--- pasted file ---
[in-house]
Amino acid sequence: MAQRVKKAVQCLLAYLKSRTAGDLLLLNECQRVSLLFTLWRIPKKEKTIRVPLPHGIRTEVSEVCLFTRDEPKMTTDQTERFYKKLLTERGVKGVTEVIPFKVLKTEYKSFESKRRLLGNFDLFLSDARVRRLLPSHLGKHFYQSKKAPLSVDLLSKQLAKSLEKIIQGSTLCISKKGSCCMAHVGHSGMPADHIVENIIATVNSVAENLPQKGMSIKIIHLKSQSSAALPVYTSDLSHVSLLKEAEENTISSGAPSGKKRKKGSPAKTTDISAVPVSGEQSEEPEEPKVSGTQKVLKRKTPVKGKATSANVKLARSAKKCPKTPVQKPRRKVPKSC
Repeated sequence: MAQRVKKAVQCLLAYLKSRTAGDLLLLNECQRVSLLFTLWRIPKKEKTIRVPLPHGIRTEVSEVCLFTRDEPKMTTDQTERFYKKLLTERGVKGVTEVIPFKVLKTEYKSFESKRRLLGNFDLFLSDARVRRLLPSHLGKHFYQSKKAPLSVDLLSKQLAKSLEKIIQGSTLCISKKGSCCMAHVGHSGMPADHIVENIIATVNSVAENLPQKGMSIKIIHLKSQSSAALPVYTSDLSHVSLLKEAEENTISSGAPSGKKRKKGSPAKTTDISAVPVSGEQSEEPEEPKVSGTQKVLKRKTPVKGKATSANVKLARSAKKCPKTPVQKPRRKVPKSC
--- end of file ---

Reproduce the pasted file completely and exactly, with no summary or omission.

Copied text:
[in-house]
Amino acid sequence: MAQRVKKAVQCLLAYLKSRTAGDLLLLNECQRVSLLFTLWRIPKKEKTIRVPLPHGIRTEVSEVCLFTRDEPKMTTDQTERFYKKLLTERGVKGVTEVIPFKVLKTEYKSFESKRRLLGNFDLFLSDARVRRLLPSHLGKHFYQSKKAPLSVDLLSKQLAKSLEKIIQGSTLCISKKGSCCMAHVGHSGMPADHIVENIIATVNSVAENLPQKGMSIKIIHLKSQSSAALPVYTSDLSHVSLLKEAEENTISSGAPSGKKRKKGSPAKTTDISAVPVSGEQSEEPEEPKVSGTQKVLKRKTPVKGKATSANVKLARSAKKCPKTPVQKPRRKVPKSC
Repeated sequence: MAQRVKKAVQCLLAYLKSRTAGDLLLLNECQRVSLLFTLWRIPKKEKTIRVPLPHGIRTEVSEVCLFTRDEPKMTTDQTERFYKKLLTERGVKGVTEVIPFKVLKTEYKSFESKRRLLGNFDLFLSDARVRRLLPSHLGKHFYQSKKAPLSVDLLSKQLAKSLEKIIQGSTLCISKKGSCCMAHVGHSGMPADHIVENIIATVNSVAENLPQKGMSIKIIHLKSQSSAALPVYTSDLSHVSLLKEAEENTISSGAPSGKKRKKGSPAKTTDISAVPVSGEQSEEPEEPKVSGTQKVLKRKTPVKGKATSANVKLARSAKKCPKTPVQKPRRKVPKSC